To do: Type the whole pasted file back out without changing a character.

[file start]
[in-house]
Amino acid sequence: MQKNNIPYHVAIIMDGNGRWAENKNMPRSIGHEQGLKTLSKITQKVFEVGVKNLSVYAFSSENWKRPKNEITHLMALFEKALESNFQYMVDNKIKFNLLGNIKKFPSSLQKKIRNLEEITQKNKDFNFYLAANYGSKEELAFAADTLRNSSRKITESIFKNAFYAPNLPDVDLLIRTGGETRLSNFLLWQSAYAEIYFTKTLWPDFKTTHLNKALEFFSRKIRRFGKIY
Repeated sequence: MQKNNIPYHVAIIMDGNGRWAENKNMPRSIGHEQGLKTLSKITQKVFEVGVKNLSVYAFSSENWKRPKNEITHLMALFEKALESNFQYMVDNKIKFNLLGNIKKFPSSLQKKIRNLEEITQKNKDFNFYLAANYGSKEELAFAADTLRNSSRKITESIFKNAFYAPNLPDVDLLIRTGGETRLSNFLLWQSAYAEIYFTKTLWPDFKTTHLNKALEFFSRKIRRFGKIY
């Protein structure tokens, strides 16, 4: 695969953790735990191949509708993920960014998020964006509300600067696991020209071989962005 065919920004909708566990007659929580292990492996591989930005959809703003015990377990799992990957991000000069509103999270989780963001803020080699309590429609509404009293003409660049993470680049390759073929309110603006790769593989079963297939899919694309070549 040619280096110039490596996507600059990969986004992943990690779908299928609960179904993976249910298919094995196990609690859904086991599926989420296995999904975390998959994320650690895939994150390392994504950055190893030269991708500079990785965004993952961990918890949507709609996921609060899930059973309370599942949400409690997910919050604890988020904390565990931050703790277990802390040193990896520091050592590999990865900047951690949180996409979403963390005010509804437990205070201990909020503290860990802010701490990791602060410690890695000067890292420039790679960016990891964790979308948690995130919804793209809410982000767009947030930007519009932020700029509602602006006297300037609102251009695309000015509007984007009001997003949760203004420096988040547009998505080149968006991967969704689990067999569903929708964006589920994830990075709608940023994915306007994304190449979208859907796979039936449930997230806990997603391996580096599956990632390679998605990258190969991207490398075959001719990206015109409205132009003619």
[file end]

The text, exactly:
[in-house]
Amino acid sequence: MQKNNIPYHVAIIMDGNGRWAENKNMPRSIGHEQGLKTLSKITQKVFEVGVKNLSVYAFSSENWKRPKNEITHLMALFEKALESNFQYMVDNKIKFNLLGNIKKFPSSLQKKIRNLEEITQKNKDFNFYLAANYGSKEELAFAADTLRNSSRKITESIFKNAFYAPNLPDVDLLIRTGGETRLSNFLLWQSAYAEIYFTKTLWPDFKTTHLNKALEFFSRKIRRFGKIY
Repeated sequence: MQKNNIPYHVAIIMDGNGRWAENKNMPRSIGHEQGLKTLSKITQKVFEVGVKNLSVYAFSSENWKRPKNEITHLMALFEKALESNFQYMVDNKIKFNLLGNIKKFPSSLQKKIRNLEEITQKNKDFNFYLAANYGSKEELAFAADTLRNSSRKITESIFKNAFYAPNLPDVDLLIRTGGETRLSNFLLWQSAYAEIYFTKTLWPDFKTTHLNKALEFFSRKIRRFGKIY
């Protein structure tokens, strides 16, 4: 695969953790735990191949509708993920960014998020964006509300600067696991020209071989962005 065919920004909708566990007659929580292990492996591989930005959809703003015990377990799992990957991000000069509103999270989780963001803020080699309590429609509404009293003409660049993470680049390759073929309110603006790769593989079963297939899919694309070549 040619280096110039490596996507600059990969986004992943990690779908299928609960179904993976249910298919094995196990609690859904086991599926989420296995999904975390998959994320650690895939994150390392994504950055190893030269991708500079990785965004993952961990918890949507709609996921609060899930059973309370599942949400409690997910919050604890988020904390565990931050703790277990802390040193990896520091050592590999990865900047951690949180996409979403963390005010509804437990205070201990909020503290860990802010701490990791602060410690890695000067890292420039790679960016990891964790979308948690995130919804793209809410982000767009947030930007519009932020700029509602602006006297300037609102251009695309000015509007984007009001997003949760203004420096988040547009998505080149968006991967969704689990067999569903929708964006589920994830990075709608940023994915306007994304190449979208859907796979039936449930997230806990997603391996580096599956990632390679998605990258190969991207490398075959001719990206015109409205132009003619």